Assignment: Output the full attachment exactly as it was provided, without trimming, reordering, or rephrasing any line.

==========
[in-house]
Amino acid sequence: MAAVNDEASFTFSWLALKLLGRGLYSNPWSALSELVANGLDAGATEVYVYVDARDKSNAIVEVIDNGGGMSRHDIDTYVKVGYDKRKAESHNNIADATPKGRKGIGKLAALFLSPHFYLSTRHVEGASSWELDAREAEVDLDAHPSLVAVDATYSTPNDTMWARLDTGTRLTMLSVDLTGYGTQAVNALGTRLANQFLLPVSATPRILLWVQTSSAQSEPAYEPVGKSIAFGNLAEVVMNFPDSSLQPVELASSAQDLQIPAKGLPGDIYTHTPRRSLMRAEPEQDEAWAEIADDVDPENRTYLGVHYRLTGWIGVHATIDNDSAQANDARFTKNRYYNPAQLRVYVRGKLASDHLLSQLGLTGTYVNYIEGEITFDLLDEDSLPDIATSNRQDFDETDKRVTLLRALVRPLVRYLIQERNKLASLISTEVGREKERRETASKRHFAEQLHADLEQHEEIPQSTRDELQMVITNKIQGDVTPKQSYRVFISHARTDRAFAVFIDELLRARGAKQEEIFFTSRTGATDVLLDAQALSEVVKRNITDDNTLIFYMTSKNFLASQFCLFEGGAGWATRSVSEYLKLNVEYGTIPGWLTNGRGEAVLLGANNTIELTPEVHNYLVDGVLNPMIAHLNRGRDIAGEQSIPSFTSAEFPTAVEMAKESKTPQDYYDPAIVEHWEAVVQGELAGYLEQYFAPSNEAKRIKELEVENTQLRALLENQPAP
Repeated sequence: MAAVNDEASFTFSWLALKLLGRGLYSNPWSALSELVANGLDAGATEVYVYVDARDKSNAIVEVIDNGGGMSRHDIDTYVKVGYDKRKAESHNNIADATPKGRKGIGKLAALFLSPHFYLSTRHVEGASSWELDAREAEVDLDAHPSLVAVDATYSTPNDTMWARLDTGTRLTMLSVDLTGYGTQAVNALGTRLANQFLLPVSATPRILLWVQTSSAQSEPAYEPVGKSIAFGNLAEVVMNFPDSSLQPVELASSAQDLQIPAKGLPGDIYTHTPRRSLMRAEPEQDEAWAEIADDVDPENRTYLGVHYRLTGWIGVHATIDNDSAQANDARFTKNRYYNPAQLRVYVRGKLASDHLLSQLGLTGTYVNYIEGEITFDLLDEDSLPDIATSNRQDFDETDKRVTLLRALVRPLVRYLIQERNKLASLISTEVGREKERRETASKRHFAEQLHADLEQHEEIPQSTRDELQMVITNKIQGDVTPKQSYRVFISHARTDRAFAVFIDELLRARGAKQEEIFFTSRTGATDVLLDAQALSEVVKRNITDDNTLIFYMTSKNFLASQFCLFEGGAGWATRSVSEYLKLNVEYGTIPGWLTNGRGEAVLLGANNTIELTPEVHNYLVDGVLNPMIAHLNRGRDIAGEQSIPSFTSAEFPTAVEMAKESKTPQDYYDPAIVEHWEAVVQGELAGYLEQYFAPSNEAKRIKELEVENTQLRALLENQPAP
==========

[in-house]
Amino acid sequence: MAAVNDEASFTFSWLALKLLGRGLYSNPWSALSELVANGLDAGATEVYVYVDARDKSNAIVEVIDNGGGMSRHDIDTYVKVGYDKRKAESHNNIADATPKGRKGIGKLAALFLSPHFYLSTRHVEGASSWELDAREAEVDLDAHPSLVAVDATYSTPNDTMWARLDTGTRLTMLSVDLTGYGTQAVNALGTRLANQFLLPVSATPRILLWVQTSSAQSEPAYEPVGKSIAFGNLAEVVMNFPDSSLQPVELASSAQDLQIPAKGLPGDIYTHTPRRSLMRAEPEQDEAWAEIADDVDPENRTYLGVHYRLTGWIGVHATIDNDSAQANDARFTKNRYYNPAQLRVYVRGKLASDHLLSQLGLTGTYVNYIEGEITFDLLDEDSLPDIATSNRQDFDETDKRVTLLRALVRPLVRYLIQERNKLASLISTEVGREKERRETASKRHFAEQLHADLEQHEEIPQSTRDELQMVITNKIQGDVTPKQSYRVFISHARTDRAFAVFIDELLRARGAKQEEIFFTSRTGATDVLLDAQALSEVVKRNITDDNTLIFYMTSKNFLASQFCLFEGGAGWATRSVSEYLKLNVEYGTIPGWLTNGRGEAVLLGANNTIELTPEVHNYLVDGVLNPMIAHLNRGRDIAGEQSIPSFTSAEFPTAVEMAKESKTPQDYYDPAIVEHWEAVVQGELAGYLEQYFAPSNEAKRIKELEVENTQLRALLENQPAP
Repeated sequence: MAAVNDEASFTFSWLALKLLGRGLYSNPWSALSELVANGLDAGATEVYVYVDARDKSNAIVEVIDNGGGMSRHDIDTYVKVGYDKRKAESHNNIADATPKGRKGIGKLAALFLSPHFYLSTRHVEGASSWELDAREAEVDLDAHPSLVAVDATYSTPNDTMWARLDTGTRLTMLSVDLTGYGTQAVNALGTRLANQFLLPVSATPRILLWVQTSSAQSEPAYEPVGKSIAFGNLAEVVMNFPDSSLQPVELASSAQDLQIPAKGLPGDIYTHTPRRSLMRAEPEQDEAWAEIADDVDPENRTYLGVHYRLTGWIGVHATIDNDSAQANDARFTKNRYYNPAQLRVYVRGKLASDHLLSQLGLTGTYVNYIEGEITFDLLDEDSLPDIATSNRQDFDETDKRVTLLRALVRPLVRYLIQERNKLASLISTEVGREKERRETASKRHFAEQLHADLEQHEEIPQSTRDELQMVITNKIQGDVTPKQSYRVFISHARTDRAFAVFIDELLRARGAKQEEIFFTSRTGATDVLLDAQALSEVVKRNITDDNTLIFYMTSKNFLASQFCLFEGGAGWATRSVSEYLKLNVEYGTIPGWLTNGRGEAVLLGANNTIELTPEVHNYLVDGVLNPMIAHLNRGRDIAGEQSIPSFTSAEFPTAVEMAKESKTPQDYYDPAIVEHWEAVVQGELAGYLEQYFAPSNEAKRIKELEVENTQLRALLENQPAP